In Ogun State, Prince Dapo Abiodun has also named an SSG and Chief of Staff, as well as media aide.

In Bauchi State, Governor Bala Abdulkadir Mohammed is also yet to constitute his cabinet but has since appointed chief of staff and SSG, among others.

In Abia, Governor Okezie Ikpeazu only submitted the names of two commissioner nominees to the state House of Assembly and they have been confirmed. They are the Attorney General and Commissioner for Justice, Barr. Uche Ihediwa and Chief John Okiyi Kalu as Commissioner for Information and Strategy.

In Imo State, Governor Emeka Ihedioha has appointed SSG, Chief of Staff, media aides and some special advisers and senior special assistants but is yet to nominate commissioners.

Zamfara State Governor Bello Muhammad Matawalle is also yet to form his cabinet.

The Senior Special Assistant to the governor on Public Enlightenment, Media and Communication, Zailani Bappa told Daily Trust that the appointment of the cabinet is in the pipeline.

In Enugu State, Gov Ifeanyi Ugwuanyi, for now, has only appointed a Special Assistant on Due Process, thereby keeping others in “a long waiting game.”

Kwara State Governor Abdulrahman Abdulrazaq had few days after his inauguration  appointed his Chief of Staff, SSG and CPS.

In Yobe State, Governor Mai Mala Buni is yet to submit list of commissioners to the State House of Assembly. He has however retained the former SSG, on acting capacity and made four other appointments.

These include the appointment of his Chief of staff; Director General, Press Affairs and Information; Executive Secretary, Yobe State Emergency management Agency and Executive Secretary, Agency for Mass Education.

‘Why there is delay’ 

Malam Isa Gusau, who is the spokesman of Governor Babagana Zulum of Borno State, said the governor had so far announced some key government officials without whom government may not function effectively.

He said the governor “is still working with permanent secretaries who are in charge of ministries and agencies of government.”

Gusau recalled that, “Within just two days of his swearing-in, Professor Babagana Umara Zulum began tour of the 27 local government areas of Borno…He has so far visited more than 20 of the 27 local government areas and he has met various stakeholders to discuss priorities of each local government area.”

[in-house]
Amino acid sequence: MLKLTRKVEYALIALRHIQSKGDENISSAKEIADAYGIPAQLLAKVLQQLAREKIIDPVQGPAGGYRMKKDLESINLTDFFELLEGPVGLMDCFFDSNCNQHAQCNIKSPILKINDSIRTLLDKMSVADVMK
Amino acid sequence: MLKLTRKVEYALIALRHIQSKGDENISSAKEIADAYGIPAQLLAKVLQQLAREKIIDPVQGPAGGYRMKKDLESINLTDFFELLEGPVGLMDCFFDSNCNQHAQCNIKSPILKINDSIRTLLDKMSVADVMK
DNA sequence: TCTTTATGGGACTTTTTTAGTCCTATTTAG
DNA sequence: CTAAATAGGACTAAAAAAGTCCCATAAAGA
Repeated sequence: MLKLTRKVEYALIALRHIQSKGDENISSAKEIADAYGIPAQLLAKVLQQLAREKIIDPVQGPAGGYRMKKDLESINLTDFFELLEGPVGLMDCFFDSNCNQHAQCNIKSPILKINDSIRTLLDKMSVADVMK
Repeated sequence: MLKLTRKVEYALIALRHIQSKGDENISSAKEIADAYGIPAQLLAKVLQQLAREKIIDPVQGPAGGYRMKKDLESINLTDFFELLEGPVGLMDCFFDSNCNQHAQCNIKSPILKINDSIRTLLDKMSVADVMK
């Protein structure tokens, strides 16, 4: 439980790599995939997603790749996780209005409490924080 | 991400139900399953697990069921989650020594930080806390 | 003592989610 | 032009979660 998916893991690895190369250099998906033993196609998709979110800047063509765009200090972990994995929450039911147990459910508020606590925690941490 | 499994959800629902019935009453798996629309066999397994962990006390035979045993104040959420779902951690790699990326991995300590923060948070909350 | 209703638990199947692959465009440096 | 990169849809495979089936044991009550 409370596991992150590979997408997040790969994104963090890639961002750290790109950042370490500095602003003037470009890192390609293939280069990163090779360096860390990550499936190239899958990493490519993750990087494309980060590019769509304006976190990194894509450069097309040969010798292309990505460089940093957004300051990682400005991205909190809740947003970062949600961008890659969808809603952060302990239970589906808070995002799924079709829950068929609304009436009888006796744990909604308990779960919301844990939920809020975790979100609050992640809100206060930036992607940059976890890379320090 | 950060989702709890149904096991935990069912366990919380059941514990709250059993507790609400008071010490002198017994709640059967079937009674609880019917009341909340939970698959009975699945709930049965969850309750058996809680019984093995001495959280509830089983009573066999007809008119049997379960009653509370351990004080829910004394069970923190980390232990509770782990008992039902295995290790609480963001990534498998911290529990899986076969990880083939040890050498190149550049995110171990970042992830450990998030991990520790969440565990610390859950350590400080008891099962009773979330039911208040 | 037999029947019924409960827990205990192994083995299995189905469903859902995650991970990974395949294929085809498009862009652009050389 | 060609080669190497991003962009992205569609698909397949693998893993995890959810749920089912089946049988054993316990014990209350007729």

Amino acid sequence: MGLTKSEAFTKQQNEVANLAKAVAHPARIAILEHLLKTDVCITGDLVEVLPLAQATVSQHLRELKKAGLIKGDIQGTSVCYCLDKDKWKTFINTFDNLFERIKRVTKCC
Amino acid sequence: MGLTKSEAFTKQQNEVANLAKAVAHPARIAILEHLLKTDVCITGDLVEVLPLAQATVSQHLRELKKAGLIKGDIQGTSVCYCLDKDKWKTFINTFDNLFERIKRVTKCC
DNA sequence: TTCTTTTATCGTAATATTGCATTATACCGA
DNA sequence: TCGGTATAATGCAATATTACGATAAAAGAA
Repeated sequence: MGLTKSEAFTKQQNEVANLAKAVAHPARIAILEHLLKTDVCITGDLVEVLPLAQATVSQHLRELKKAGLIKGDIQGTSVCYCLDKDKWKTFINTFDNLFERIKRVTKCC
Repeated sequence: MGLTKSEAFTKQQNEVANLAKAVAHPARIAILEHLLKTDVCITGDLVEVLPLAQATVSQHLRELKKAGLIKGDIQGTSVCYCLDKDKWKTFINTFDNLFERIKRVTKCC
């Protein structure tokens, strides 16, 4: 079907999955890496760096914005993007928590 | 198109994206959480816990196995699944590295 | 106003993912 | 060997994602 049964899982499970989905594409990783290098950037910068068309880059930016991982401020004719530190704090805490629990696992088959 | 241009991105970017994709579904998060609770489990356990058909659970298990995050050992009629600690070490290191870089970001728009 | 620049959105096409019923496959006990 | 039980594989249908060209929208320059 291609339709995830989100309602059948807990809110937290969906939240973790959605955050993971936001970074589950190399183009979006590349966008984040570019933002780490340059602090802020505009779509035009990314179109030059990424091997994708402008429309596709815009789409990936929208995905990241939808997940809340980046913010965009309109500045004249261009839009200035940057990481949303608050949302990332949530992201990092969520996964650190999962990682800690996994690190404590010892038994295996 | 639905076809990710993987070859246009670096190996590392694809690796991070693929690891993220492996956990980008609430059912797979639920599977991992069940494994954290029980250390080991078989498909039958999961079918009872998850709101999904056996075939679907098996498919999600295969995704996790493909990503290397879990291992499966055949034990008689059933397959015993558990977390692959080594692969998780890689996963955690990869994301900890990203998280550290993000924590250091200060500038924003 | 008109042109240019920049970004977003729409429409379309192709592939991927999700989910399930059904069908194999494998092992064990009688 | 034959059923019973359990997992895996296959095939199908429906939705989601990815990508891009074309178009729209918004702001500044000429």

In Kano State, Governor Abdullahi Umar Ganduje said he delayed the appointment of commissioners to be the last appoinment in order to make right choice of the people he would work with for the next four years.

Speaking through his Press Secretary, Alhaji Abba Anwar, said he was doing appointments in sequence so that he would not make wrong a choice.

There should be law on cabinet formation

Speaking on the development, Dr. Chile Daniel Ngusha, a lecturer at the Department of Mass Communication, Benue State University, said “I think there is systemic problem from top to bottom.”

“The ideal thing is that serious governance should start in earnest after swearing-in. The president and governors took the oath of office on May 29. But before then, they were elected in February and March; this is roughly five months, but here we are nothing is happening.

“It is sad that most of the governors are running the affairs of their states alone which is against the provision of the law. In fact, immediately after they were sworn-in, some of the governors travelled out of the country…Governance is a serious business and what they are doing portrays Nigeria in bad light. Any serious person should have an idea of the kind of people he will work with even before he wins an election. And before he is sworn-in, he should have the names in his diary,” Dr Ngusha said.

He said there was the need for the National Assembly to enact a law that will compel the president and governors to have a cabinet within certain period.

A political scientist, Malam Nuhu Mohammed, wondered how governors were giving approvals without a cabinet.

“It is an impeachable offence; state houses of assembly should wake up from their slumber and put their governors to task,” he said.